Leandro Leonel GONZALEZ, Plaintiff-Appellant, v. A. RENTERIA, Correctional Officer; et al., Defendants-Appellees.
Decided: December 14, 2020
Before: WALLACE, CLIFTON, and BRESS, Circuit Judges.
Leandro Leonel Gonzalez, Pro Se Janet N. Chen, Deputy Attorney General, AGCA-Office of the California Attorney General, Sacramento, CA. for Defendants-Appellees
California state prisoner Leandro Leonel Gonzalez appeals pro se from the district court's summary judgment in his 42 U.S.C. § 1983 action alleging various constitutional claims. We review de novo. Toguchi v. Chung, 391 F.3d 1051, 1056 (9th Cir. 2004). We affirm.
The district court properly granted summary judgment for defendant Renteria because Gonzalez failed to raise a genuine dispute of material fact as to whether Renteria's conduct amounted to an unnecessary and wanton infliction of pain. See Jordan v. Gardner, 986 F.2d 1521, 1525-26 (9th Cir. 1993) (en banc) (the Eighth Amendment prohibits “only the unnecessary and wanton infliction of pain”; evidence of no more than “momentary discomfort caused by the search procedures” does not meet the “constitutional standard for a finding of pain” (citation and internal quotation marks omitted)).
The district court properly granted summary judgment for defendant Romero because Gonzalez failed to raise a triable dispute as to whether Romero was deliberately indifferent to a substantial risk of serious harm to Gonzalez when he did not intervene during the searches performed by Renteria. See Farmer v. Brennan, 511 U.S. 825, 834, 836, 114 S.Ct. 1970, 128 L.Ed.2d 811 (1994) (for an Eighth Amendment failure-to-protect claim, the plaintiff must show the deprivation alleged was “objectively, sufficiently serious” and the defendant was deliberately indifferent to a “substantial risk of serious harm” (citation and internal quotation marks omitted)); Cunningham v. Gates, 229 F.3d 1271, 1289 (9th Cir. 2000) (officers “have a duty to intercede when their fellow officers violate the constitutional rights of a suspect or other citizen” (citation and internal quotation marks omitted)).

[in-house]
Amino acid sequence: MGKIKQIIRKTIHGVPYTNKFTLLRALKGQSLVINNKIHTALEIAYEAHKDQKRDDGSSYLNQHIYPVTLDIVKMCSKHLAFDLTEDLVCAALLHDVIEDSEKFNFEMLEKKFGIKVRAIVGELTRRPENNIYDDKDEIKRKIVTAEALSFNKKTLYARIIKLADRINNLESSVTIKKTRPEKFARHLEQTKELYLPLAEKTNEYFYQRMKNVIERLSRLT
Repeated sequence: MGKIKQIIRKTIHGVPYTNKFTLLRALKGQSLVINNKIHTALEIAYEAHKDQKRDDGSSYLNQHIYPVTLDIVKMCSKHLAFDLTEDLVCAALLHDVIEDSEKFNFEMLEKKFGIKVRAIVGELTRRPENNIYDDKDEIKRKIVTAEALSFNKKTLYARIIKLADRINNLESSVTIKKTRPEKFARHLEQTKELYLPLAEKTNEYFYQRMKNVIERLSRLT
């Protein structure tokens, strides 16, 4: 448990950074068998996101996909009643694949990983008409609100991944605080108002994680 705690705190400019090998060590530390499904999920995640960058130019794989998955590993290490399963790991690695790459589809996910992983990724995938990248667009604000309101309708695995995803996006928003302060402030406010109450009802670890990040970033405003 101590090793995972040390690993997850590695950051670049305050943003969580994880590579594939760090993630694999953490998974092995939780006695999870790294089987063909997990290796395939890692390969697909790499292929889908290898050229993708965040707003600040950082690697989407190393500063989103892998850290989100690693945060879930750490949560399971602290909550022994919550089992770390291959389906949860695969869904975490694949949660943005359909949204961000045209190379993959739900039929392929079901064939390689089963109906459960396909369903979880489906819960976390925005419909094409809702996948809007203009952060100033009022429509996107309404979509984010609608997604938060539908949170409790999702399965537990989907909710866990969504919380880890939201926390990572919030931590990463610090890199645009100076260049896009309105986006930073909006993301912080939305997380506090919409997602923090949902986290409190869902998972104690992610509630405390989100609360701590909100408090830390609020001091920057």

The district court properly granted summary judgment for defendant Segovia because Gonzalez failed to raise a triable dispute as to whether Segovia's alleged actions would have chilled a person of ordinary firmness from exercising his or her First Amendment rights. See Brodheim v. Cry, 584 F.3d 1262, 1269, 1271 (9th Cir. 2009) (discussing elements of a retaliation claim in the prison context and objective standard governing the chilling inquiry).
We do not consider matters not specifically and distinctly raised and argued in the opening brief. See Padgett v. Wright, 587 F.3d 983, 985 n.2 (9th Cir. 2009).
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